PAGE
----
On the opposite end, the Bearcats struggled to stop the Hornets’ offensive production. Northwest gave up its second-highest point total of the season to Emporia (83, Washburn 2/25). They allowed a career-high 30 points to Emporia’s senior forward Mollie Mounsey.

The Bearcats have struggled at times throughout the season, one issue arising at a time. Against the Hornets, the issues were in the offense, coupled with the defense that Northwest hung its hat on for the 29 games prior to the one that ended the season.

“I think we just weren’t being us,” Schlosser said. “We pride ourselves in our defense, so I think that was — we just kinda faded away from that.”

“I don’t think we didn’t compete,” Meyer said. “As good as we were defensively yesterday, I just didn’t think we were as good. It wasn’t that we weren’t out there competing.”

The loss served as the last chapter to the story that was one of the best seasons for the women’s program since the early 2010s, when the Bearcats appeared in the NCAA Division II Women’s Final Four.

The 12 wins are one shy of matching the win total for the previous two seasons combined. It was the first trip to Municipal Auditorium for the program since 2013, along with the first win in the MIAA Tournament since that same season.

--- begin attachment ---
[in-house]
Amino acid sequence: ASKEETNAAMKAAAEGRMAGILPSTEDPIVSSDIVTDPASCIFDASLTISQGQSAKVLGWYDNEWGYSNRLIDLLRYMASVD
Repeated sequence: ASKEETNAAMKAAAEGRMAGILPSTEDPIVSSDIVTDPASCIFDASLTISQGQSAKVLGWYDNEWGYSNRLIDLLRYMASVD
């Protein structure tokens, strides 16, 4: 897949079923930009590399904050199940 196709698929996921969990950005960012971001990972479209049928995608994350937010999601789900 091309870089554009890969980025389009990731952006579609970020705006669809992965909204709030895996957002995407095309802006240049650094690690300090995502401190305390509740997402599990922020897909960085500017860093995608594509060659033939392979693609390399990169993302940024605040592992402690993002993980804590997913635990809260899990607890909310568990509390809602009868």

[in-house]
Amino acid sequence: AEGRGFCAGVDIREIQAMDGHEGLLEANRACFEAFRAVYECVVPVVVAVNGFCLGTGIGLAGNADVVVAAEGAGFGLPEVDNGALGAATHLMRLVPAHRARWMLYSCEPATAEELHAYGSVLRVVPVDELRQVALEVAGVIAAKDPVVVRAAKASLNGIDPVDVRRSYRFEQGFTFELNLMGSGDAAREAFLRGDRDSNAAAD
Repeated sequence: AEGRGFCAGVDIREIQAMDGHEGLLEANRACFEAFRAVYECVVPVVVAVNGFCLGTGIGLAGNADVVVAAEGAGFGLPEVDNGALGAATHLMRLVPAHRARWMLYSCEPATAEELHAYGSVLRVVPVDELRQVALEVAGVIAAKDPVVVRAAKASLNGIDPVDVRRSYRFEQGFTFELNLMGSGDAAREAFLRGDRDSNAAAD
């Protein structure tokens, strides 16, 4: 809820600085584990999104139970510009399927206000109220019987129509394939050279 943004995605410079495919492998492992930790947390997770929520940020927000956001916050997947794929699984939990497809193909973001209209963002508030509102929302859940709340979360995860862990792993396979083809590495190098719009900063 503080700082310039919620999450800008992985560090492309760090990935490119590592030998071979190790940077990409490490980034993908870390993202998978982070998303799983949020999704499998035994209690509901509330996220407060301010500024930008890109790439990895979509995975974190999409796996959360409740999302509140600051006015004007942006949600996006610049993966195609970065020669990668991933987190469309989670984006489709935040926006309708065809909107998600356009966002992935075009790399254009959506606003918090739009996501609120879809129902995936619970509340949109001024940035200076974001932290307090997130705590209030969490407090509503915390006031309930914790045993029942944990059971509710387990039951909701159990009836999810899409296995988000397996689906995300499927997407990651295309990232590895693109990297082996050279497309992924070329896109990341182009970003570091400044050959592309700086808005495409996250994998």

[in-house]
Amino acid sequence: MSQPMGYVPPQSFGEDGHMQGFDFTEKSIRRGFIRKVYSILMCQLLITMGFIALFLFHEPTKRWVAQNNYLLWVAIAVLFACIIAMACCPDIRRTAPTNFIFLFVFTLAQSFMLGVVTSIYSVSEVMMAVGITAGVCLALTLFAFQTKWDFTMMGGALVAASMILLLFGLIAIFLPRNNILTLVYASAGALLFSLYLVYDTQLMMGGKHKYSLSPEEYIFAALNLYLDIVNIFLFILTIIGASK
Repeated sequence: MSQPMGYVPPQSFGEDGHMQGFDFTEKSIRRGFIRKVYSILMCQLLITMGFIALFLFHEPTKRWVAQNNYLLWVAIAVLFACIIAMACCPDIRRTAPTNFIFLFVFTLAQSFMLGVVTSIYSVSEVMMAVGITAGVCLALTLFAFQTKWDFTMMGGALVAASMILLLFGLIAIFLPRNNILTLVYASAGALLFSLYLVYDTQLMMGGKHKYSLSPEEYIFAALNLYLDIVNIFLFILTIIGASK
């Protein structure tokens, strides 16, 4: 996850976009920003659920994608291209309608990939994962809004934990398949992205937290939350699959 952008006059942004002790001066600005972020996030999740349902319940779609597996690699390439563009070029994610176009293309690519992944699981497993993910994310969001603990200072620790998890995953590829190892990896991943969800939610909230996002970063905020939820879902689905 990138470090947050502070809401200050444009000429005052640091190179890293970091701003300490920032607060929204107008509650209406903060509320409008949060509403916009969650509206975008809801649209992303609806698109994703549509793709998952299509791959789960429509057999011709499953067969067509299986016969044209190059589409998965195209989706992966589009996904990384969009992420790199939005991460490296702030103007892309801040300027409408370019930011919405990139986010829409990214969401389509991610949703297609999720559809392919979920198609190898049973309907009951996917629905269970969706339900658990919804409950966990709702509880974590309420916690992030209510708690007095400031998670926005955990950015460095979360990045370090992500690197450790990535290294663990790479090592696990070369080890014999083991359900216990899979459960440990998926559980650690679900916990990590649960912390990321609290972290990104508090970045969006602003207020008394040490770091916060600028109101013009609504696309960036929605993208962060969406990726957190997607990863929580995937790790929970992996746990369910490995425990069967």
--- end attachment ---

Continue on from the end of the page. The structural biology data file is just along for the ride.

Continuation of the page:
This isn’t where the program aspires to be, Meyer said. It isn’t how they wanted to finish the season, he added. However, he said, it’s a step in the right direction.

“We have to look at where we’re coming from,” Meyer said. “We’re a program that three years ago, won three games in the league. … So obviously, we want to be better — you always want to be better. But it is a growth mindset of just getting better every day and I think our kids have done that. I’m proud of where we’re at.”

“We’re confident cause of the kids we have, staff we have, that our program’s going in the right direction,” Meyer said. “We’re just gonna take a little time off and then get back to work.”

For Schlosser and Eaton, there’s an infinity of time off. The duo will never play another game as a Bearcat. Their time with at Northwest aligns with Meyer’s time at the helm, time that brought Northwest 20 wins across two seasons.

Eaton overcame injury during the middle of the 2019-20 season, in which she was absent for five games.

Schlosser started in every one of the 58 games during her two years as a Bearcats.

In the aftermath of the loss, in that press conference room at Municipal Auditorium, the duo reflected on the memories that they’ll have in hand with a formal departure of the program.

“I’m very thankful for the girls,” Schlosser said. “They’re such a family and invite everyone in. … I’m really thankful for those friendships that I have. I’m really thankful to play with Kendey for two years — she’s been pretty cool.”

“When we say we’re a family at Northwest, you kind of just wonder about it,” Eaton said. “Once you’re a part of it — it’s just crazy — we’re really a family and love each other and it’ll be a hard thing to lose. I’ll miss it.”